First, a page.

Confluence Coffee Brings Accelerated Caffeination to Manchester

It’s crowded when I step into the small building in Manchester that houses Confluence Coffee Co. Gleaming, silver tanks soar to the ceiling and stacks of boxes fill one corner. A huge blue grinder is ready to catch beans from Blanchard’s Coffee Roasting Co.

Brewer and head of production Ben Howard will use 200 to 350 pounds of coarsely ground coffee in each tank to make about 2,000 gallons of cold-brewed coffee. And when Old Dominion Mobile Canning shows up later in the week, it’ll start to get hard to walk around this place.

Confluence Coffee, which moved into the space in March, already is bursting out of it. Owners Terry Darcy and Mike Woitach say they plan to move somewhere bigger in another month or two.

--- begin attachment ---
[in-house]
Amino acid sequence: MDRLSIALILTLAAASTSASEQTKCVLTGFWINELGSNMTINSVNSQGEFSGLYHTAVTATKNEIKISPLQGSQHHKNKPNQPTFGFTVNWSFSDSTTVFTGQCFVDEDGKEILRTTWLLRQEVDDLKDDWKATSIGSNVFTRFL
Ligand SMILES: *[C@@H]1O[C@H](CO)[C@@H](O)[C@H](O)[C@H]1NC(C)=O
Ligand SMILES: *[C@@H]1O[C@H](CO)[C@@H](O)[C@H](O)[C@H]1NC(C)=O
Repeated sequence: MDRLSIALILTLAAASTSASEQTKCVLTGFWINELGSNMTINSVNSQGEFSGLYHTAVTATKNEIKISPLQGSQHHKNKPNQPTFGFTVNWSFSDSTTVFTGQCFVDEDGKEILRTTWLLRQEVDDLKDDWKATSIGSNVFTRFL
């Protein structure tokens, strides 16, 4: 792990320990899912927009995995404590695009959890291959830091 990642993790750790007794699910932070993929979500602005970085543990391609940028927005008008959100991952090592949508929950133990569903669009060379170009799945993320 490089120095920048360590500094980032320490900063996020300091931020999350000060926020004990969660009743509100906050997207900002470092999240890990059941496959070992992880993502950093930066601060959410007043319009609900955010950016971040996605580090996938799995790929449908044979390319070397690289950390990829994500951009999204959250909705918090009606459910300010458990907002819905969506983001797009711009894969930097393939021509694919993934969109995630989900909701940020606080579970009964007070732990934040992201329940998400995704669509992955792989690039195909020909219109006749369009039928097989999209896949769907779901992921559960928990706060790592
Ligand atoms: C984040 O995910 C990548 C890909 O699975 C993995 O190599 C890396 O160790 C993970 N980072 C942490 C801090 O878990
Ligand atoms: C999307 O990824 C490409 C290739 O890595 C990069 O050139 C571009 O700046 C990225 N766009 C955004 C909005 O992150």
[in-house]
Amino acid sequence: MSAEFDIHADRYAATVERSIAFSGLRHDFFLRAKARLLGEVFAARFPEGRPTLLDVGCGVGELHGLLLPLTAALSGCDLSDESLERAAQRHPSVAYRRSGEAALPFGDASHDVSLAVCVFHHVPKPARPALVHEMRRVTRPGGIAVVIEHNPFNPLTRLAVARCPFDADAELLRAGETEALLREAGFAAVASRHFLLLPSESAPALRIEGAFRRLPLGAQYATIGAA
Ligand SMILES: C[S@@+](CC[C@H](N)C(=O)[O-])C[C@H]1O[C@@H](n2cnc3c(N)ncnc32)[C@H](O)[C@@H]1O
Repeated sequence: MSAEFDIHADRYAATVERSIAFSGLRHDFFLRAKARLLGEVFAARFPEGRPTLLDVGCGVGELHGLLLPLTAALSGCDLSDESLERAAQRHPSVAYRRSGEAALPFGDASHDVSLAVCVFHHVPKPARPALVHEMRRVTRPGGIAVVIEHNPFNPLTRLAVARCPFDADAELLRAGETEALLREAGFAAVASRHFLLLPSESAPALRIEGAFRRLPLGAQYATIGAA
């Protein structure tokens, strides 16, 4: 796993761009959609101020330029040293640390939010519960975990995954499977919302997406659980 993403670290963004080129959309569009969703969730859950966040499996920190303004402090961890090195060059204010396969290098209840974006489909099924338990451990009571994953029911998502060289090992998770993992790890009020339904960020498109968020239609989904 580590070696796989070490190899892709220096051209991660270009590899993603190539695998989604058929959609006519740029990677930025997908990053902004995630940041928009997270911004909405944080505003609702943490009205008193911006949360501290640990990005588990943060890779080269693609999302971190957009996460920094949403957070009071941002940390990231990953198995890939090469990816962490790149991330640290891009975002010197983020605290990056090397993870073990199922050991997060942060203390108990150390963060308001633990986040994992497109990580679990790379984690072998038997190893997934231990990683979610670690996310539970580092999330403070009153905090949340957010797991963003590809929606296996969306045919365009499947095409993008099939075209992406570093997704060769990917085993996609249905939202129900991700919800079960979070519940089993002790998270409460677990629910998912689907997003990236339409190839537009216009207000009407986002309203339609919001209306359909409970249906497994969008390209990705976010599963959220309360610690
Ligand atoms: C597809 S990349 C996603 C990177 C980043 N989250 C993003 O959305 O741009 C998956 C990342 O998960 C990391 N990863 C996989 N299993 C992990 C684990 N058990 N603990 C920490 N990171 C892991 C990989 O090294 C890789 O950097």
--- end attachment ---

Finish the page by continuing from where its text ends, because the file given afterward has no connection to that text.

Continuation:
“I never thought we’d fill it,” Howard says.

Confluence has gone from cold brew that Darcy and Woitach whipped up in 2015 in Darcy’s kitchen after work, to a company that turns out 16,000 cans a month. There were stops in-between at a shared kitchen in Washington. But late last year, they decided it was time to move production permanently to Richmond. By then, they’d made the leap and quit their day jobs, and Howard soon was brought on to oversee production.

“Aside from the fact we wanted to be closer to Blanchard’s — who has been a great partner from day one — and tap some of the brewery knowledge pool for our cold-brew-making process,” says Woitach, “I think Richmond is really poised to be a hub for really great craft products of all kinds.”

Confluence’s big break came from food incubator Union Kitchen in Washington. Although its coffee was selling in small stores such as Glens Garden Market on Dupont Circle and Ellwood Thompson’s Local Market, Union Kitchen acted as a distributor for its product and dramatically increased Confluence’s reach. You can now find it as far north as Boston and in all of the mid-Atlantic Whole Foods stores. The Jefferson Hotel in Richmond stocks it in guest room minibars.